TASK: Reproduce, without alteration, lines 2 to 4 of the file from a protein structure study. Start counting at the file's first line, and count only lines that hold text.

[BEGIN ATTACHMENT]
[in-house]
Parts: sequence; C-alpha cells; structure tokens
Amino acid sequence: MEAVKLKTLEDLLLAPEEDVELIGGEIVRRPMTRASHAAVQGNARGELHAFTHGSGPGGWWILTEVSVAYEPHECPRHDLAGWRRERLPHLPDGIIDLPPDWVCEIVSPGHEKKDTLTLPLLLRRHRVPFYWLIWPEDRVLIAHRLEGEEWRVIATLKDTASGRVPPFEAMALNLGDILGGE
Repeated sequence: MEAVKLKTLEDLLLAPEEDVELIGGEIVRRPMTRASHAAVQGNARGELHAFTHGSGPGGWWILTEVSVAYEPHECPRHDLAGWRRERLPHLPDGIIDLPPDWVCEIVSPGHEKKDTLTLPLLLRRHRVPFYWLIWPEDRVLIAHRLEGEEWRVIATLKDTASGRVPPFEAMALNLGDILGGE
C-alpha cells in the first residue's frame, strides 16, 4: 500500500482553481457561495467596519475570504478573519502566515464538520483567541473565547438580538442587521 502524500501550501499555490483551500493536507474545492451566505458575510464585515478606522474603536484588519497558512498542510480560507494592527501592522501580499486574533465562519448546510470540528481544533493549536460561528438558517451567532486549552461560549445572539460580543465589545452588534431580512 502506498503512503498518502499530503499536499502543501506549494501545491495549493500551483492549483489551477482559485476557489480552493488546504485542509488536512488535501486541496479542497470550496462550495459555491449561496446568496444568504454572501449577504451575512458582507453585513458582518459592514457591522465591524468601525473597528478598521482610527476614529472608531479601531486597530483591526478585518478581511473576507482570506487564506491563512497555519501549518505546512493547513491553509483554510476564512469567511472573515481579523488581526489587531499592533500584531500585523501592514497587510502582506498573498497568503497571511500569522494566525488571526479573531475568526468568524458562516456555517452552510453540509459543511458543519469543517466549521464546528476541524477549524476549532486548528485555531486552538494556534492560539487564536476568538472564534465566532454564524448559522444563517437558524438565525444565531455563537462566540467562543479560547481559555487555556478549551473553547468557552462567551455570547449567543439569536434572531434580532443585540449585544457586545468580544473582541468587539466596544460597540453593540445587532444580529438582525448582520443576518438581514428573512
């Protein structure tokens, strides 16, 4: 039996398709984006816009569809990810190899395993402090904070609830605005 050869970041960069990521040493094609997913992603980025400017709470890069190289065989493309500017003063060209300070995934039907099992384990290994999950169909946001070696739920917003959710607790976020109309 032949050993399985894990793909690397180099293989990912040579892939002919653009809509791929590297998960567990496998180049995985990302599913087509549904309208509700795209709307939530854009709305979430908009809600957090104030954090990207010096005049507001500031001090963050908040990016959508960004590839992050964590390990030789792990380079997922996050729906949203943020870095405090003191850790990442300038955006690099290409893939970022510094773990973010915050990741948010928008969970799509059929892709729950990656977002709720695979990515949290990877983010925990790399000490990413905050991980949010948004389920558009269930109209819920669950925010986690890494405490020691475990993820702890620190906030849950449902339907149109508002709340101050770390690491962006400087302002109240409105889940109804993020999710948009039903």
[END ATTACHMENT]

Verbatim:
Parts: sequence; C-alpha cells; structure tokens
Amino acid sequence: MEAVKLKTLEDLLLAPEEDVELIGGEIVRRPMTRASHAAVQGNARGELHAFTHGSGPGGWWILTEVSVAYEPHECPRHDLAGWRRERLPHLPDGIIDLPPDWVCEIVSPGHEKKDTLTLPLLLRRHRVPFYWLIWPEDRVLIAHRLEGEEWRVIATLKDTASGRVPPFEAMALNLGDILGGE
Repeated sequence: MEAVKLKTLEDLLLAPEEDVELIGGEIVRRPMTRASHAAVQGNARGELHAFTHGSGPGGWWILTEVSVAYEPHECPRHDLAGWRRERLPHLPDGIIDLPPDWVCEIVSPGHEKKDTLTLPLLLRRHRVPFYWLIWPEDRVLIAHRLEGEEWRVIATLKDTASGRVPPFEAMALNLGDILGGE